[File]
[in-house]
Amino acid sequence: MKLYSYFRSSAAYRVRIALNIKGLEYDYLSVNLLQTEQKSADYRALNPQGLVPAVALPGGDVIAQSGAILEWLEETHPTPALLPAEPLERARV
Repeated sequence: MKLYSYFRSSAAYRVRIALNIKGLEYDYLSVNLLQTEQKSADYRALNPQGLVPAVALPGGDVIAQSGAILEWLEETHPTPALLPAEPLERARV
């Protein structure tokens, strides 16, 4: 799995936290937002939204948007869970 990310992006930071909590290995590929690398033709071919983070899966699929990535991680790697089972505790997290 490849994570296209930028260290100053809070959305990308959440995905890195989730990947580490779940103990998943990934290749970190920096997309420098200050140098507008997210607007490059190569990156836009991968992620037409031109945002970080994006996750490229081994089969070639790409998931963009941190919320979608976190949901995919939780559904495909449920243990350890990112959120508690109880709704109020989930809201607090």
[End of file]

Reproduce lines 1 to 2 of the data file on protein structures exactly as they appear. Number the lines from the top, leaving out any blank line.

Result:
[in-house]
Amino acid sequence: MKLYSYFRSSAAYRVRIALNIKGLEYDYLSVNLLQTEQKSADYRALNPQGLVPAVALPGGDVIAQSGAILEWLEETHPTPALLPAEPLERARV